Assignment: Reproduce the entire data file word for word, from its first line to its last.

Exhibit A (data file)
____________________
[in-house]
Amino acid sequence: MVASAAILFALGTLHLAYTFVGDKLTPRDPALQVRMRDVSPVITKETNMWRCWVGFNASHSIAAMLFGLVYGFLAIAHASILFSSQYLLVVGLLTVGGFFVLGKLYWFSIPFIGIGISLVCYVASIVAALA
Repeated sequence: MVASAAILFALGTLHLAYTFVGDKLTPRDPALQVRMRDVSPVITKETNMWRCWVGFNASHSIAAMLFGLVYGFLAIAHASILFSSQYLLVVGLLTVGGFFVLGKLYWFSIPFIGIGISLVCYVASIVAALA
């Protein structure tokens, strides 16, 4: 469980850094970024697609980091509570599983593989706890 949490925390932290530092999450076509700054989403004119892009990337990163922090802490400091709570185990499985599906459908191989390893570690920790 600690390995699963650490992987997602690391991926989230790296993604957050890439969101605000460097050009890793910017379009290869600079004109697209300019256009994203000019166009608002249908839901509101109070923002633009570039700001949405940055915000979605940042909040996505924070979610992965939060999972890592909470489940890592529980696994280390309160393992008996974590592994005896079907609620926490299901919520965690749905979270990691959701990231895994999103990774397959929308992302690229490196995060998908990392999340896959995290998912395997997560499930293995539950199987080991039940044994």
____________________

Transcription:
[in-house]
Amino acid sequence: MVASAAILFALGTLHLAYTFVGDKLTPRDPALQVRMRDVSPVITKETNMWRCWVGFNASHSIAAMLFGLVYGFLAIAHASILFSSQYLLVVGLLTVGGFFVLGKLYWFSIPFIGIGISLVCYVASIVAALA
Repeated sequence: MVASAAILFALGTLHLAYTFVGDKLTPRDPALQVRMRDVSPVITKETNMWRCWVGFNASHSIAAMLFGLVYGFLAIAHASILFSSQYLLVVGLLTVGGFFVLGKLYWFSIPFIGIGISLVCYVASIVAALA
């Protein structure tokens, strides 16, 4: 469980850094970024697609980091509570599983593989706890 949490925390932290530092999450076509700054989403004119892009990337990163922090802490400091709570185990499985599906459908191989390893570690920790 600690390995699963650490992987997602690391991926989230790296993604957050890439969101605000460097050009890793910017379009290869600079004109697209300019256009994203000019166009608002249908839901509101109070923002633009570039700001949405940055915000979605940042909040996505924070979610992965939060999972890592909470489940890592529980696994280390309160393992008996974590592994005896079907609620926490299901919520965690749905979270990691959701990231895994999103990774397959929308992302690229490196995060998908990392999340896959995290998912395997997560499930293995539950199987080991039940044994």